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Winnipeg’s Thrive Community Support Circle needs your help

A west end community agency that’s bursting at the seams due to the COVID-19 pandemic needs a little help to meet the growing demand for its holistic services.

Winnipeg’s Thrive Community Support Circle saw about 10,000 people come through its doors at 555 Spence Street in 2019 but it’s expecting to welcome more than 25,000 before 2022 is done. But what’s most surprising isn’t the number of people needing food, clothing, pregnancy tests, hygiene products, counselling, birth certificates, financial empowerment support or even just a cup of coffee, but who they are and where they’re from. They’re no longer just from the surrounding area and other impoverished neighbourhoods and they’re people who never would have dreamed of needing a helping hand just a couple of years ago.

“We’re getting new faces every day,” says Rhonda Elias-Penner, executive director at Thrive. “They say, ‘I’ve never had to access food before.’ It’s couples, both of whom used to have full-time jobs, who are now living day-to-day. They need food and clothing so they’re able to pay their bills. It’s middle-class people coming in to access services because of the challenges the pandemic has brought on.” 

Thrive operates a thrift store (which features a job skills training program) out of its Spence Street location, a child care centre around the corner at 475 Sargent Avenue while running its administrative offices at 505 Sargent.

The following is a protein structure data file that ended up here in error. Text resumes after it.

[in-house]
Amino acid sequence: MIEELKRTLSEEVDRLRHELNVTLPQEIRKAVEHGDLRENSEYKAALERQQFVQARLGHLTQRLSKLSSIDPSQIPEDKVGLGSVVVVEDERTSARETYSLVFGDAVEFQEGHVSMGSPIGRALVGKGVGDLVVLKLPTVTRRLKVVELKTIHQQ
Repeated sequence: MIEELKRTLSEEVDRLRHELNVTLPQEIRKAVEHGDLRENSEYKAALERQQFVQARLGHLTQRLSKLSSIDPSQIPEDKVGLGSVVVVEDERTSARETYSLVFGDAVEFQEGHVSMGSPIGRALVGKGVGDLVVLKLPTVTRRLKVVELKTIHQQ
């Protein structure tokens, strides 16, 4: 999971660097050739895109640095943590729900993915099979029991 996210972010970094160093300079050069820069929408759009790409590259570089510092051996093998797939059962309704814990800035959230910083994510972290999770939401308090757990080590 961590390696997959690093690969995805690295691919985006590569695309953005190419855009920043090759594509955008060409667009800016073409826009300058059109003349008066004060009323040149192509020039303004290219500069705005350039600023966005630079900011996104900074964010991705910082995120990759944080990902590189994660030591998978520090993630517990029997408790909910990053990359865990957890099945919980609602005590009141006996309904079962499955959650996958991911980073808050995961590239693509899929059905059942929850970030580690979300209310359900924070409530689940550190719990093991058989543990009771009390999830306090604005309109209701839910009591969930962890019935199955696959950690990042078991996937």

After a half-century of helping others, Thrive is hoping for a little reciprocity. The time has come to consolidate under one roof to improve the provision of its services, make things more accessible to the people it serves while reducing operational dollars into the programming side.

It has blue prints to double its 1,900-square-foot space by building a second storey on 555 Spence, which it owns. Elias-Penner says more than $650,000 of its $4-million goal has been reached.

The most pressing need is an elevator, which will not only help those with mobility issues, but help Thrive’s employees gain the trust of the people they serve.

“Trust is a huge thing. If somebody has built trust with one of our counsellors and needs other services, to physically take them to another building is time consuming and there are safety issues with that. When we’re all in one building it will be more dignified for people and raise the level of interconnection,” she says.

The construction phase is expected to take 12 to 18 months, during which time Thrive will need to relocate to temporary facilities nearby.

Elias-Penner has secured some grant money but she needs Winnipeggers and the companies they work for to get out their cheque books. One local company has donated $100,000 and its executive team is working on others to follow their lead.

“I realize that big business always looks at the bottom line but supporting the community brings money into the economy and builds better neighbourhoods,” she says.

Safety is a much bigger issue today than it was prior to the pandemic as many people are dealing with mental health challenges and increased poverty has led to spikes in violence and crime, such as car-jackings and home invasions.

The demand for Thrive’s services won’t be going down any time soon.

“In 2015, we had a staff of 17 and a budget of $750,000. Today, we’re at 32 employees and a budget of $1.6 million,” she says.

For more information about Thrive or donating to its expansion, visit or call (204) 772-9091.


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